It is hoped that county and area associations will also become involved in helping to co-ordinate the promotion of events in their own areas and perhaps even in arranging ‘flagship' events in larger centres of population. The Scottish Association, with the experience of two previous Scottish Brass Band weeks behind it, has already agreed to provide all Scottish bands taking part in National Brass Band Week with supplies of promotional flyers and promotional posters, and to provide each participating Scottish band with a £50 grant towards the cost of staging or promoting an event.

As an incentive to bands to participate in National Brass Band Week, British Bandsman is providing an award of £2,000, which will be presented to the band making, in the opinion of the judges, the most significant overall contribution to the week of events.

Bands will be invited to submit a report of their event after it takes place, with details of how the event was promoted, local press and media coverage obtained, the event itself and how the event has been used for the longer term benefit of the band. The only condition on the winning band receiving the prize is that it should be used to enhance its youth development work.

The National Brass Band Week is, however, only part of the overall campaign. We need every band to turn its attention, throughout the entire year, to attracting a much greater degree of local interest and, where possible, participation. Please forward details of suitable events during the remainder of the year and these will be publicised in BB and on 4BR. We all need to hear about events and initiatives being tried in other areas of the country, to share ideas and to learn from the experiences and successes of others.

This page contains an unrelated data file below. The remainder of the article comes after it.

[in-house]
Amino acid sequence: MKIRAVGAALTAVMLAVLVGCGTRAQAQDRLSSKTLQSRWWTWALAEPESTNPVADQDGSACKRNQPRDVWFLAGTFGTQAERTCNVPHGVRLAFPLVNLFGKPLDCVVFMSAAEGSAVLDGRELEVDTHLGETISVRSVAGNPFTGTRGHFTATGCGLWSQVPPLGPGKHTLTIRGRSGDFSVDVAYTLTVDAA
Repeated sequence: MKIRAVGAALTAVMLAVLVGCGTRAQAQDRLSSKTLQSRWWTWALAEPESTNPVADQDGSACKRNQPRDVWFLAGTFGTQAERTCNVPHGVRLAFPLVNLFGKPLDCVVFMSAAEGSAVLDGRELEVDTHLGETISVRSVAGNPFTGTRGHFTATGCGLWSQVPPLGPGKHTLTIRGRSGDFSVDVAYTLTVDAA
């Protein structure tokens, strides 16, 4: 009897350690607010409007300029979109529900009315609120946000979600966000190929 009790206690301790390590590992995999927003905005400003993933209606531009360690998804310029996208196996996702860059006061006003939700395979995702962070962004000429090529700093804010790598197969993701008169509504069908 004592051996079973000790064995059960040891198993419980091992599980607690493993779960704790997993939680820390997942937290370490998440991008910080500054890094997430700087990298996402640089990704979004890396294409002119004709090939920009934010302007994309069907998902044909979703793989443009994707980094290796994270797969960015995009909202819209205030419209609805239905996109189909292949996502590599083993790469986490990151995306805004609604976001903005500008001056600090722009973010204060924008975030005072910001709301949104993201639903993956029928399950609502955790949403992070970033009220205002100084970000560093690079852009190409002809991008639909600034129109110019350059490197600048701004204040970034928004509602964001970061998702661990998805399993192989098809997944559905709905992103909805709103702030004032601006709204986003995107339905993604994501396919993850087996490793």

We would particularly like to hear from people within our movement with professional expertise in areas such as advertising, marketing and presentation, who might be willing to provide advice in the form of an article or a set of guidance notes for publication. How often have we all witnessed the musical efforts of bands in concerts being undermined as a result of poor promotion or presentation of the event?

If you can help to advise bands in this area, please contact Kenneth Crookston, the editor of British Bandsman.

Lastly, although almost every band in the country has an urgent need to raise funds for its own survival, consider the benefits to be obtained from supporting charitable causes. Like almost every other area of British society, brass bands have responded magnificently to the need to raise funds for victims of the Asian tsunami disaster. This in turn has generated positive publicity for bands. For example, the series of BrassAid concerts organised by three brass band conductors in Scotland was featured on BBC Scotland's evening news programme.

Many bands regularly support charitable causes and it would do no harm to draw these efforts to the attention of a wider audience. Accordingly, in addition to recommending that each band or group of bands in any particular area adopts a particular charity to support during 2005, bands are requested to submit, via BB and, details of all sums raised for good causes during the year (including sums already raised for tsunami relief) with a view to publicising the total raised by the brass band movement as a whole. The end result, both in terms of the amount raised and the goodwill and exposure that might generate for our movement, could prove to be quite startling.

British Bandsman and are putting their resources into National Brass Band Week, which will provide potential benefits for every band that gets on board. With a concentrated effort for just over one week, multiplied by the hundreds of active bands throughout the country, we have the potential to put the brass band movement back in what we know is its rightful place in the public perception. We just need to let them all know about us and show them what we can achieve together.

Kenneth Crookston, Editor British Bandsman